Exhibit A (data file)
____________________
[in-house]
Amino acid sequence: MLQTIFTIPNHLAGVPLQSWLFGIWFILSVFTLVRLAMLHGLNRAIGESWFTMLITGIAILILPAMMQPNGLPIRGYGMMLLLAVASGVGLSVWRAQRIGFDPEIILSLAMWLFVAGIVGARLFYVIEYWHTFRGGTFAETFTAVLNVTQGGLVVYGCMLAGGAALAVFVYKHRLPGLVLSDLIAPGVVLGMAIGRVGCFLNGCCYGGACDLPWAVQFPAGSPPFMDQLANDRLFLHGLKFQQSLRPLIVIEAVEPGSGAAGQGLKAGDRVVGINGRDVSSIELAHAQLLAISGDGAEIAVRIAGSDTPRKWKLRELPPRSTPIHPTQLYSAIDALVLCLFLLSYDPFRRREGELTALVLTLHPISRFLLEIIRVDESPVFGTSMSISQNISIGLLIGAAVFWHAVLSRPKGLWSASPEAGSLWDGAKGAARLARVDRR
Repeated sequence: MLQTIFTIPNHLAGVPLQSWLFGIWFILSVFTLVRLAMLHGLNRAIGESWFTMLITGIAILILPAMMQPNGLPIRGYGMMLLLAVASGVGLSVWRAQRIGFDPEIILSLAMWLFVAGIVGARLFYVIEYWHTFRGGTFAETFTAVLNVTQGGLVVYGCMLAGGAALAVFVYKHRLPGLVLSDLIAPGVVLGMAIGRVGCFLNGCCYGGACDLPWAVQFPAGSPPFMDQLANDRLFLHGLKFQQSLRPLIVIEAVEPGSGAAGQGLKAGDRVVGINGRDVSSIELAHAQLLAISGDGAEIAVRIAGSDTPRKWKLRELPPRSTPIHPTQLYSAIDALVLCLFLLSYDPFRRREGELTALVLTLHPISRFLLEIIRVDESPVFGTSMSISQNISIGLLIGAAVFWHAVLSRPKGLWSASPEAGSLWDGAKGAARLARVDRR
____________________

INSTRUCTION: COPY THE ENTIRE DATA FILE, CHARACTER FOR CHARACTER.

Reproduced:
[in-house]
Amino acid sequence: MLQTIFTIPNHLAGVPLQSWLFGIWFILSVFTLVRLAMLHGLNRAIGESWFTMLITGIAILILPAMMQPNGLPIRGYGMMLLLAVASGVGLSVWRAQRIGFDPEIILSLAMWLFVAGIVGARLFYVIEYWHTFRGGTFAETFTAVLNVTQGGLVVYGCMLAGGAALAVFVYKHRLPGLVLSDLIAPGVVLGMAIGRVGCFLNGCCYGGACDLPWAVQFPAGSPPFMDQLANDRLFLHGLKFQQSLRPLIVIEAVEPGSGAAGQGLKAGDRVVGINGRDVSSIELAHAQLLAISGDGAEIAVRIAGSDTPRKWKLRELPPRSTPIHPTQLYSAIDALVLCLFLLSYDPFRRREGELTALVLTLHPISRFLLEIIRVDESPVFGTSMSISQNISIGLLIGAAVFWHAVLSRPKGLWSASPEAGSLWDGAKGAARLARVDRR
Repeated sequence: MLQTIFTIPNHLAGVPLQSWLFGIWFILSVFTLVRLAMLHGLNRAIGESWFTMLITGIAILILPAMMQPNGLPIRGYGMMLLLAVASGVGLSVWRAQRIGFDPEIILSLAMWLFVAGIVGARLFYVIEYWHTFRGGTFAETFTAVLNVTQGGLVVYGCMLAGGAALAVFVYKHRLPGLVLSDLIAPGVVLGMAIGRVGCFLNGCCYGGACDLPWAVQFPAGSPPFMDQLANDRLFLHGLKFQQSLRPLIVIEAVEPGSGAAGQGLKAGDRVVGINGRDVSSIELAHAQLLAISGDGAEIAVRIAGSDTPRKWKLRELPPRSTPIHPTQLYSAIDALVLCLFLLSYDPFRRREGELTALVLTLHPISRFLLEIIRVDESPVFGTSMSISQNISIGLLIGAAVFWHAVLSRPKGLWSASPEAGSLWDGAKGAARLARVDRR